Toys That Can Spy
Published in Diane Dimond
Beware the gifts that can spy on you.
Sounds like an overly dire warning, you say? Well, in this evermore internet-connected world, it might surprise you how many wish list gifts come with a tantalizing lure for criminals.
"If you can connect it to your home Wi-Fi there is always the potential that someone can get in and hack it," tech expert Andrea Smith told me the other day. She should know. As co-host of the popular "Parenting Bytes" podcast, Smith has been advising consumers for years about the latest in consumer electronics -- both the good and the bad.
"If there is a camera (on a toy) they can spy on your kid," Smith said. "If there's a GPS locator built in they can see where you live. If there's a microphone a criminal can hear your conversations."
There are countless sophisticated toys, gizmos and smart home accessories that have all those things. And chances are someone you know is drooling over the thought of getting one this year. Maybe you are.
If you get one of those voice-activated devices that automatically adjusts your thermostat or lights or plays your favorite music, just understand that the open channel of communication could be tapped into by others. And if criminal hackers were to eavesdrop while you're talking about, say, your bank balance or an upcoming vacation, they could use that information to steal from you. The global positioning feature could tell them exactly where you live.
Among the other internet-connected products offered this year are various types of gaming consoles, exercise gadgets, interactive dolls and different types of robots (some can go spy on your brother or fetch Dad a beer). And there's even a Bluetooth saltshaker that provides mood lighting and plays music at the dinner table.
For someone with a criminal mind and the ability to manipulate the internet, these Wi-Fi- and Bluetooth-enabled devices are a potential goldmine.
If internet intruders have more than stealing on their mind, they could activate your teenage daughter's laptop camera in her bedroom or transmit messages to children through their toys' speakers.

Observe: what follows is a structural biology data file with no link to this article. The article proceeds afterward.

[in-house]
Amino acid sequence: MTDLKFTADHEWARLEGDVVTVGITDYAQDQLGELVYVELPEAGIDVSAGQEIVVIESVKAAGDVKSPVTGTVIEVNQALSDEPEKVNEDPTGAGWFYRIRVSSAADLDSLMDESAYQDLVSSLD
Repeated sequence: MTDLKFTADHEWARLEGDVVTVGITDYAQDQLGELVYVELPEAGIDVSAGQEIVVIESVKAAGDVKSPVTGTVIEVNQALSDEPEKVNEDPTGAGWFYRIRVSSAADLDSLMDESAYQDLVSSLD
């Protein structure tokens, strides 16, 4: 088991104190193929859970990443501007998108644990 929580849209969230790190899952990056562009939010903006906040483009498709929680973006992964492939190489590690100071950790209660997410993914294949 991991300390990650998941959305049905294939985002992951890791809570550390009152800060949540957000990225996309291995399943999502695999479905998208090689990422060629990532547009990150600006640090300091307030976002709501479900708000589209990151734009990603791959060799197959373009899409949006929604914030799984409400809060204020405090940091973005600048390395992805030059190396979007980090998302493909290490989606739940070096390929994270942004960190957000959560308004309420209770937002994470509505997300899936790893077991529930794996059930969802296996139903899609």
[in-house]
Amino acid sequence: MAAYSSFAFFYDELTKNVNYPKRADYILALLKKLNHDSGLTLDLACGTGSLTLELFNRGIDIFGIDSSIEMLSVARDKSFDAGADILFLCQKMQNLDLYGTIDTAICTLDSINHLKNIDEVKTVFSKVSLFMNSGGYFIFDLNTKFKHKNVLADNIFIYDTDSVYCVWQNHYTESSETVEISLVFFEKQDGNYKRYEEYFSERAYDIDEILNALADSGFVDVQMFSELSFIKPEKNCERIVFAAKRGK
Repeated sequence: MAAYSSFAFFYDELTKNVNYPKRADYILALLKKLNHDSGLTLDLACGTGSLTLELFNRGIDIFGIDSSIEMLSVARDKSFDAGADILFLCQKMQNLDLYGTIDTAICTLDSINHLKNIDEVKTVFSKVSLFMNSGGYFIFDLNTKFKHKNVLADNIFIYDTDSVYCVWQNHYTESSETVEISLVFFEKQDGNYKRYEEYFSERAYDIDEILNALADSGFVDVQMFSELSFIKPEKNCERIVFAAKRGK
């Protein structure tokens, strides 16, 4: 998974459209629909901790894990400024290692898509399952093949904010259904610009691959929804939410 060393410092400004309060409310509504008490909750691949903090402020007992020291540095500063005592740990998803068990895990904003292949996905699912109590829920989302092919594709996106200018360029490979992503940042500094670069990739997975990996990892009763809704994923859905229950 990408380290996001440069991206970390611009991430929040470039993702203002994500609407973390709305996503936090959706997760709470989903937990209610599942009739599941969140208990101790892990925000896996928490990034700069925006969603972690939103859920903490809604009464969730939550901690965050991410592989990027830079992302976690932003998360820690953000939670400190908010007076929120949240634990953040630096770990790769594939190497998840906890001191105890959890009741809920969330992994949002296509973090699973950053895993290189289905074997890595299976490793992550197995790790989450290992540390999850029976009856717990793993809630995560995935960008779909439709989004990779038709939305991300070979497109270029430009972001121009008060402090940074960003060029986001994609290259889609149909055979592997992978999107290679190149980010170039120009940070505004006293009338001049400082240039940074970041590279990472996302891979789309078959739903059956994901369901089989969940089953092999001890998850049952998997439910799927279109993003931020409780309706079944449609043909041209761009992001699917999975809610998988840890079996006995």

The Bluetooth-connected My Friend Cayla doll is marketed as a "friend you can talk with" via its embedded microphone. But again, it's a two-way street. Dodgy characters could hack the doll to surveil children and clandestinely speak to them. The Cayla doll has been banned in Germany and declared a "forbidden toy." Parents who already bought the toy have been asked to destroy them, and the new ban calls for hefty fines and jail terms. The Norwegian Consumer Council has designated Cayla as a failed toy that violates European consumer privacy laws. The company denies the toy is unsafe, and the Cayla doll is still available in the U.S.
If you're one of those who isn't sure about the difference between Wi-Fi and Bluetooth, artificial intelligence and smart-home technology, you might want to hit the internet -- what else? -- and check out the Mozilla website shopping guide. This tech organization believes the internet should be used to enrich lives -- but not at the expense of consumers' security and privacy. And check out Andrea Smith's "Parenting Bytes" webpage for a thoughtful analysis of products their experts believe are consumer-friendly, especially for children.
All warnings aside, Smith admits she can't do without her Alexa Echo voice-activated device. "Among its skills," she said, "I wake up in the morning and ask about the weather or my commute time. When I cook I can ask it to set one timer for my rice and one for my broccoli." And Smith says that if her mother were still alive, she'd buy her one because it can be preprogrammed to simultaneously call, text and email all emergency contacts an elderly person might have.
It really is remarkable what technology offers us these days. Companies that design these products certainly do so with customer safety and privacy in mind, but add in a crafty criminal mind and who knows what might happen? As The Mozilla Foundation Vice President of Advocacy Ashley Boyd recently wrote: "Complicating all this is the lackluster state of online privacy and security protections. In the United States ... we don't have very many rules or regulations defending consumers' online privacy."
As with everything we buy, ownership comes with responsibility. Since Wi-Fi and Bluetooth are the driving force behind these items, for goodness' sake, make sure you have a strong password -- not your birthdate or phone number but something unique and hard to crack. And change it often.
To find out more about Diane Dimond, visit her website at www.dianedimond.com. Her latest book, "Thinking Outside the Crime and Justice Box," is available on Amazon.com. To read features by other Creators writers and cartoonists, visit the Creators webpage at www.creators.com.
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